Shiny and Restored, 'Ghostbusters Firehouse' to Reopen This Month

After two-and-half years away, Ladder 8's apparatus is expected to return to its home late this month. File photo: Carl Glassman/Tribeca Trib

Jun. 17, 2018

Later this month, firefighters from Ladder 8 are expected to ease their 70,000-pound rig back into the company’s freshly refurbished home on North Moore Street, signaling a return to Tribeca after nearly three years of exile in shared Soho quarters. Their arrival also means the reopening of a city designated landmark, famously known as the “Ghostbusters firehouse.”

The last workers will clear out of the three-story building at 14 North Moore St. by the end of the day on Monday, June 25, and the Fire Department is due to move in the next day, said Holly Pratt, a project manager working on the restoration. The company will be ready to respond to calls on June 27, according to other sources. An FDNY spokesman would say only that the return date is “this summer.”  

(Ladder 8 firefighters reached at their temporary quarters with Ladder 20 on Lafayette Street declined to comment, saying they don’t have authorization to speak to the press.)

The station has undergone a top-to-bottom restoration, from a new roof down to a stronger floor to support the company’s massive apparatus.

Along with the new floor, the original scope of work included adding a womens bathroom and locker room, and upgrades to the mechanical, plumbing and electrical systems. But additional requests by the FDNY added months to the completion time and $3 million to the original $6 million cost of the project, according to Ian Michaels, spokesman for the citys Department of Design and Construction, which is in charge of the project. Those improvements, Michaels said in an email, included a new boiler, windows, roof, air conditioning on the second floor, and staircase and masonry repairs.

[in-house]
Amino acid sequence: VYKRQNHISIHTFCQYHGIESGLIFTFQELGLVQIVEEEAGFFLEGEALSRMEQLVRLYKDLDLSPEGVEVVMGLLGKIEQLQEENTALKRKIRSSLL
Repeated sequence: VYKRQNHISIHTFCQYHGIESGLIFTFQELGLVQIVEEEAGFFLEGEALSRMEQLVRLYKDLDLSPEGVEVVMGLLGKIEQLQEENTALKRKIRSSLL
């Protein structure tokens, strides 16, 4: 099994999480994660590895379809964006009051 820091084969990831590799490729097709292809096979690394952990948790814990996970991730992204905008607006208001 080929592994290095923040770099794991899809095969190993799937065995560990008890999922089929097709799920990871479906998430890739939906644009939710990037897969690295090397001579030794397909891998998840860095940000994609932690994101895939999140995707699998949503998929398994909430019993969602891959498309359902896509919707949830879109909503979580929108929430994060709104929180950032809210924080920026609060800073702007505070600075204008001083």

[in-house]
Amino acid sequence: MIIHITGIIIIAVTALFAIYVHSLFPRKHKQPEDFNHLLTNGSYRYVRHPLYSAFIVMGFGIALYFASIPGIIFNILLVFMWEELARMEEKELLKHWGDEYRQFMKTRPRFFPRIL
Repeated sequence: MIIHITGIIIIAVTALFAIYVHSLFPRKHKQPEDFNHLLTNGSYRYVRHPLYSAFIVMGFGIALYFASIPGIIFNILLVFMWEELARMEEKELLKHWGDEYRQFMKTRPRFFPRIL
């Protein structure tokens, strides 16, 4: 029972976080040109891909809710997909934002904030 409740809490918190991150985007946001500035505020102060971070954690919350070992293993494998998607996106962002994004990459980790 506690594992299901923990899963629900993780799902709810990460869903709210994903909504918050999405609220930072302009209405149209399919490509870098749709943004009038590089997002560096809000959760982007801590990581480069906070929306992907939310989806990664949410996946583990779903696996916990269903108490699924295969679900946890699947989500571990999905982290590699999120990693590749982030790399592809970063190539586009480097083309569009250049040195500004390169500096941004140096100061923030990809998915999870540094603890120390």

Hook & Ladder 8 at its current site goes back to 1866, where a school once stood. Its current building, constructed in 1903, was originally twice as wide, with two vehicle bays rather than one. With the widening of Varick Street in 1913, the house was sliced in half.

Even as the building stood obscured by construction netting during much of the restoration, it remained a magnet for fans of the 1984 movie classic. (The house returned to the screen in 2016 with the “Ghostbusters” remake.) Along with its cinematic spook fighting connection, the firehouse also had roles in the 2004 film “Hitch” and a “Seinfeld” episode. Lego reproduced the building in a 4,634-piece “Ghostbusters Firehouse Headquarters” set.

In 2011, the beloved structure as a firehouse came under threat. The Bloomberg administration put it on the chopping block, one of 20 fire station sales proposed to raise revenue for the city. In June of that year, more than 100 residents, community leaders and local officials as well as firefighters protested at the firehouse to oppose the sale. A revised city budget eventually allowed all the houses to stay open.

“We’re part of the community,” an off-duty Ladder 8 firefighter said at the rally. “And it’s just nice to see that the community is there for us.”

In a couple of weeks, the Ladder 8 company will be part of the community once again.